Sub-layers of the Floor

Getting the sub-floor completed adds a whole new level of progress, allowing the next stages of the build to continue with greater ease.  The main floor of our straw bale addition went from an 18″ deep mucky clay hole to a finished concrete surface that we can directly lay the final tile floor on.  Here is an outline of the different layers and the process of putting them in.

1.First we filled the bottom with 6″ of gravel to cover the 4″ drain tile that runs under the house (as we are on a hillside with many springs weeping from the bedrock) and will allow any water that gets under the house to drain away easily.

2.Preliminary plumbing- all the plumbing is laid out across the floors and supported by the drain rock to create a slope across the main floor towards the septic.  The bathroom, utility room and kitchen water fixtures all come together into one 4″ main drain that exits to the east where it will end up in a septic tank/lift pump to take up to our existing septic field.

3.Insulation layer- placed directly onto the drain rock, we used whole bags of perlite that we laid out tightly side by side and gently flattened (by foot) to create a solid layer of 8″ insulation, which gives a R value of 25.  We chose to use perlite because it is an amorphous volcanic glass that has a relatively high water content, typically formed by the hydration of obsidian. It occurs naturally and has the unusual property of greatly expanding when heated sufficiently. (Rigid foam insulation is the usual building material for this use, but it is made of polystyrene.)  In some places we had to customize the bags by emptying them partially to help fill the spaces which were not the same shape as the bags.  Here is a link to the Perlite Institute which has complete information on using perlite for construction insulation below slabs – https://www.perlite.org/library-perlite-info/insulation-perlite/Perlite-underslab-insulation.pdf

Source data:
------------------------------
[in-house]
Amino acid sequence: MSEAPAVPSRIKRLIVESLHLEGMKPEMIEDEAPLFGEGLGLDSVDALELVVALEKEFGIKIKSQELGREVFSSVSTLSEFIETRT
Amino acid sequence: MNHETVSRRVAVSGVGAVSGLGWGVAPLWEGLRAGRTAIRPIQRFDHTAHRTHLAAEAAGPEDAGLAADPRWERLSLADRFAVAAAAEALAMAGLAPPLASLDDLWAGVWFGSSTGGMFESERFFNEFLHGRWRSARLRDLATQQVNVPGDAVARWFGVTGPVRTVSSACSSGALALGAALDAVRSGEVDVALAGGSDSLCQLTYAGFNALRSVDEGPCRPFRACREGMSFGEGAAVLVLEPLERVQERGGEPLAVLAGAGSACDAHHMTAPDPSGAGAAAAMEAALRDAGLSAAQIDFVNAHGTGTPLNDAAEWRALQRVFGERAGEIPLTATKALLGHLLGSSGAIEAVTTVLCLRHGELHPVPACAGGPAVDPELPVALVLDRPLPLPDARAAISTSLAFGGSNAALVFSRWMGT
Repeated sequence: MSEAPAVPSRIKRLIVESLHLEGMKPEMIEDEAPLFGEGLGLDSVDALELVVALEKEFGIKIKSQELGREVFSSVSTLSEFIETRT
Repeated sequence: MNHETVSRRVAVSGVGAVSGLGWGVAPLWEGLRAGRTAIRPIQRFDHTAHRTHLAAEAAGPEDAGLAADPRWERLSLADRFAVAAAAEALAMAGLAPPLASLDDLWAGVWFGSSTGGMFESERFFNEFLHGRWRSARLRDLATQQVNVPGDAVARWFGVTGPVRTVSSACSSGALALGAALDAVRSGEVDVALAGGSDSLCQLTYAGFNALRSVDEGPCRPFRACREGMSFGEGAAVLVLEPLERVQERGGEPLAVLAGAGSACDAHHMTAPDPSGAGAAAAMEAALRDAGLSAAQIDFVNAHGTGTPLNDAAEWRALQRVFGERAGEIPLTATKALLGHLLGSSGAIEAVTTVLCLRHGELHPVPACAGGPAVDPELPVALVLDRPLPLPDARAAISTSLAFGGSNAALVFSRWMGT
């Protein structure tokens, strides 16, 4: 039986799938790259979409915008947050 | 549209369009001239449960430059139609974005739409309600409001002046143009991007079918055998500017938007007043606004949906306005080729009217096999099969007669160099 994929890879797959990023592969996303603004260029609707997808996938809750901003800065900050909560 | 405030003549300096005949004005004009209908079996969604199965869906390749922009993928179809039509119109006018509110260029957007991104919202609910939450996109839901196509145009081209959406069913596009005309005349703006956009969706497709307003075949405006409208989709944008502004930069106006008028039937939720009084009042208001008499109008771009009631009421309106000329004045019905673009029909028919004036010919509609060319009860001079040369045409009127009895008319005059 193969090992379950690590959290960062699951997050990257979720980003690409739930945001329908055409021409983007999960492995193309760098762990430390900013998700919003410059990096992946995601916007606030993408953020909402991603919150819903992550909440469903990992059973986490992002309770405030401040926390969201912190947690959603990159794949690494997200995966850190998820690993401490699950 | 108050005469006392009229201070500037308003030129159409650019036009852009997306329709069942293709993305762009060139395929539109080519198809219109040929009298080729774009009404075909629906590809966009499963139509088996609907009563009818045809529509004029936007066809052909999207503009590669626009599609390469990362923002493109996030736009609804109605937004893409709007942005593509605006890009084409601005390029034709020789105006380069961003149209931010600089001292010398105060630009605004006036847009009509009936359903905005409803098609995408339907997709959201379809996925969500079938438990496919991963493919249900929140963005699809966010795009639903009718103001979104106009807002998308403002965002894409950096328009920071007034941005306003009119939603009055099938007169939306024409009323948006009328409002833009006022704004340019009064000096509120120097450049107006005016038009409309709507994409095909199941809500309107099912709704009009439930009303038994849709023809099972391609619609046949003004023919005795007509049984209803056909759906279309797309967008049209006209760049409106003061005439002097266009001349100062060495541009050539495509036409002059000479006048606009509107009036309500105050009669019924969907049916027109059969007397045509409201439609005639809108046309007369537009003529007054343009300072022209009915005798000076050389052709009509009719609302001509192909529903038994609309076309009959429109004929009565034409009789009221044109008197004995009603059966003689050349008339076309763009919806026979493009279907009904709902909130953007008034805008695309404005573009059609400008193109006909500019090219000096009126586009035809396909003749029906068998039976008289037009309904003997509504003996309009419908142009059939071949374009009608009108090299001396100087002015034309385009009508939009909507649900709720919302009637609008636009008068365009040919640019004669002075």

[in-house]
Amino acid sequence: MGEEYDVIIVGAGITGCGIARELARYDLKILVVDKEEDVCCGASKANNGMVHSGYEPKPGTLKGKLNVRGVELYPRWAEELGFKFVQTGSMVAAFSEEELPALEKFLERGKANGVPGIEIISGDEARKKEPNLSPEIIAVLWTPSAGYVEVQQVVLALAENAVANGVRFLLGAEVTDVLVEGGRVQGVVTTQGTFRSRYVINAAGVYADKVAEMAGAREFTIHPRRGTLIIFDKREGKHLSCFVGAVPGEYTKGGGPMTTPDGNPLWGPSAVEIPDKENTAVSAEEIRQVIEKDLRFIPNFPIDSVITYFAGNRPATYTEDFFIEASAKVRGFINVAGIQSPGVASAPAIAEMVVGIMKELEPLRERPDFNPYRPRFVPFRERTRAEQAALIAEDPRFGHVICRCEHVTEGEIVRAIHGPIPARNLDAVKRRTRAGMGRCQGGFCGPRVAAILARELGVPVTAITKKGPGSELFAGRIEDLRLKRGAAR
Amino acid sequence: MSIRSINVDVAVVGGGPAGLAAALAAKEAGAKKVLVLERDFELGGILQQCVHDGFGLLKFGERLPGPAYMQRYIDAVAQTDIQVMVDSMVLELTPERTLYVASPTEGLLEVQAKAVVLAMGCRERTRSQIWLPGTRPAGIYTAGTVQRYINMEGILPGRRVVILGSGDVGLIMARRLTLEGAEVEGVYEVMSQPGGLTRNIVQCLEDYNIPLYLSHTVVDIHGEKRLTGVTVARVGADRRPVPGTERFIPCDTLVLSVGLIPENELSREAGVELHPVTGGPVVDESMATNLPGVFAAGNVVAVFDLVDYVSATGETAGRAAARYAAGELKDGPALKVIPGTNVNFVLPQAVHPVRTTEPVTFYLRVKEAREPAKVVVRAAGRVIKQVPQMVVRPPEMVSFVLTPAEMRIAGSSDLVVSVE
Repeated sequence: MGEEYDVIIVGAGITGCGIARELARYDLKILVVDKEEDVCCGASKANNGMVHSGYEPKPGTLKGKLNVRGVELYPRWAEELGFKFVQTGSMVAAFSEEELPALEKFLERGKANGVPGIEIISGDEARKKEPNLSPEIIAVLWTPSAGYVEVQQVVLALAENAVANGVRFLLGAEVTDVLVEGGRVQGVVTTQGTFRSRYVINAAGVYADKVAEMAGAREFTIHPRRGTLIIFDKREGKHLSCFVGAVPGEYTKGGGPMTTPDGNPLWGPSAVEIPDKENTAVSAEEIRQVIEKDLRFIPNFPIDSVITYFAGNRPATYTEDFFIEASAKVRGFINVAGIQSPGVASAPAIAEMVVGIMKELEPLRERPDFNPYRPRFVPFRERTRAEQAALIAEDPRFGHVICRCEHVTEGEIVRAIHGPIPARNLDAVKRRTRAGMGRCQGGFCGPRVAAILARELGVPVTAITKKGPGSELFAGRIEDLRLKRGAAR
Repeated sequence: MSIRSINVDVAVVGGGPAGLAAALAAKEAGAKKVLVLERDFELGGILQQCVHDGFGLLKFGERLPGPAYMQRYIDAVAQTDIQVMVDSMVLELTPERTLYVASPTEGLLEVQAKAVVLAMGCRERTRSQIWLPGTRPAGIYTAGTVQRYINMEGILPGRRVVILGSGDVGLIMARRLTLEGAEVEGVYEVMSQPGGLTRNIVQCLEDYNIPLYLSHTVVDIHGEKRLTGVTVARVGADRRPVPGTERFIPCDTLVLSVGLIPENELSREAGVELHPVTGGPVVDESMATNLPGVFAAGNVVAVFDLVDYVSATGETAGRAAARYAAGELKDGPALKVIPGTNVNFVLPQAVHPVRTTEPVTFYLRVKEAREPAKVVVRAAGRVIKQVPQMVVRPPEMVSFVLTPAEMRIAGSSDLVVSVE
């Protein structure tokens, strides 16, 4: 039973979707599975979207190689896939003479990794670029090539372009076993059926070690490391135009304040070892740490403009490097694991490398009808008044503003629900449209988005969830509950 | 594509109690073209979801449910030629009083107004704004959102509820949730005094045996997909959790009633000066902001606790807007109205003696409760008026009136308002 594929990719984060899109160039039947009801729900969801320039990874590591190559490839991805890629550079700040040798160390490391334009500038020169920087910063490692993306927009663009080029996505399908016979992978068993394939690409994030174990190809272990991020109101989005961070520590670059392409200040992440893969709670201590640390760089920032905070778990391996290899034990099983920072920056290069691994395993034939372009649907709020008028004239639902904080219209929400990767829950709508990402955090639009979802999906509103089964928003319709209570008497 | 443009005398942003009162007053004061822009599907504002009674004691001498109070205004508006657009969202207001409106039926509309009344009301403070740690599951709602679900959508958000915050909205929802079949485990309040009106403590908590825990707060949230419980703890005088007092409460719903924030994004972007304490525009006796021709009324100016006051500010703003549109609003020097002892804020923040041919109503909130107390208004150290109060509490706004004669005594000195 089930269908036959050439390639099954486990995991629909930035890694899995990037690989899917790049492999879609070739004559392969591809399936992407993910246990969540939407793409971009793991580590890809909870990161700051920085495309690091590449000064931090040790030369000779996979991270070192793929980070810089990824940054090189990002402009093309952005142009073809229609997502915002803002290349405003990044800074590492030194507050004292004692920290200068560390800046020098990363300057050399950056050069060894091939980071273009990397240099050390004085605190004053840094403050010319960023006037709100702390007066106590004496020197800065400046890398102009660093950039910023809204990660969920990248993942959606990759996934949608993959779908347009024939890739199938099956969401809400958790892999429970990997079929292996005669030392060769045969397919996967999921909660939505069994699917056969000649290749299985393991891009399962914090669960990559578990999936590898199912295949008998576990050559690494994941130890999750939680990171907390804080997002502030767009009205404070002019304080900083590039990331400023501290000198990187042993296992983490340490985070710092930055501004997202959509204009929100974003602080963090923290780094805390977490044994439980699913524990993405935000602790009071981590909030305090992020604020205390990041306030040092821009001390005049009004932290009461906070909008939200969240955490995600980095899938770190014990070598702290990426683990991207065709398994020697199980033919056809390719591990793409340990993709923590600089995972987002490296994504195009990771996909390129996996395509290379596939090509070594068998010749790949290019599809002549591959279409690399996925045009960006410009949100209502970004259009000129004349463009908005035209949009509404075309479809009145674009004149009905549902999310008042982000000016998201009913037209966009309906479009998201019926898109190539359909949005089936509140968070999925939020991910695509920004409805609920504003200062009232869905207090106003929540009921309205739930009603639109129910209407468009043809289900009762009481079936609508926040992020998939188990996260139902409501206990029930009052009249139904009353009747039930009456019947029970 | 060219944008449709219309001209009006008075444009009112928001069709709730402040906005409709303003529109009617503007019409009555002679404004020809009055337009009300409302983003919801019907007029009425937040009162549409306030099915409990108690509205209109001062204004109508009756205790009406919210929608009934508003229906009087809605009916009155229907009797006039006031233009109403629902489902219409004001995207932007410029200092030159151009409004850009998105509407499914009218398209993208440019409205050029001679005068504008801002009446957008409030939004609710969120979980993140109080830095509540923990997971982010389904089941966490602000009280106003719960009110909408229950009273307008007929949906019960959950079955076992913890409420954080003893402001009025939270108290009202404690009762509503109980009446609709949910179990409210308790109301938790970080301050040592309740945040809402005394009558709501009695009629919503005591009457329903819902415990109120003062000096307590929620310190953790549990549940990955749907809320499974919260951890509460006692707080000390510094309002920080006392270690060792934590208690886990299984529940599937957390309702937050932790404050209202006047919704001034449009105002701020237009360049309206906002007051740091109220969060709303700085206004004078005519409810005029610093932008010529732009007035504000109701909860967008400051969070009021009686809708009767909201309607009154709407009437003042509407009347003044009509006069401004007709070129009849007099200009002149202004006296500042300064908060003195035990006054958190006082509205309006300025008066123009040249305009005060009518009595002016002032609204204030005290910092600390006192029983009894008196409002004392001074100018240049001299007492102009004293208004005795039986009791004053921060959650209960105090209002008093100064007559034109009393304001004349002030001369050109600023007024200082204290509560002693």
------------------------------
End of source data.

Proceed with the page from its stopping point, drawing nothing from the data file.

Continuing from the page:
4.On top of the perlite bags we put 2″ of sand, filling the spaces around the bags and then compacted the whole floor.

5.The next layer we put down on top of the sand was the 6mil construction poly vapor barrier and then laid out the metal rebar mesh that would be pulled up into the 4″ slab.

6.And the last thing we had to do before pouring the slab was attach the hydronic infloor heating Pex tubing to the metal mesh.  It is best to consult someone about the layout and spacing of your tubing as it will greatly affect the heating potential of your hydronic system.  It is also important to use sleeves to cover the Pex tubing where ever it comes up through the slab.

7.Once everything was ready we ordered the cement and Colin worked with a crew of 3 others to pour the slab in less than 3 hours.  The slab is flat, but not super finished as we will be putting 12″ mexican tiles down as the finish floor surface on the lower floor of the house.

The upstairs currently has a plywood subfloor.  We haven’t yet decided what we are going to use to finish it.

bathroom- exposed is the box with water lines for the bathtub, as well as venting and drain openings

 

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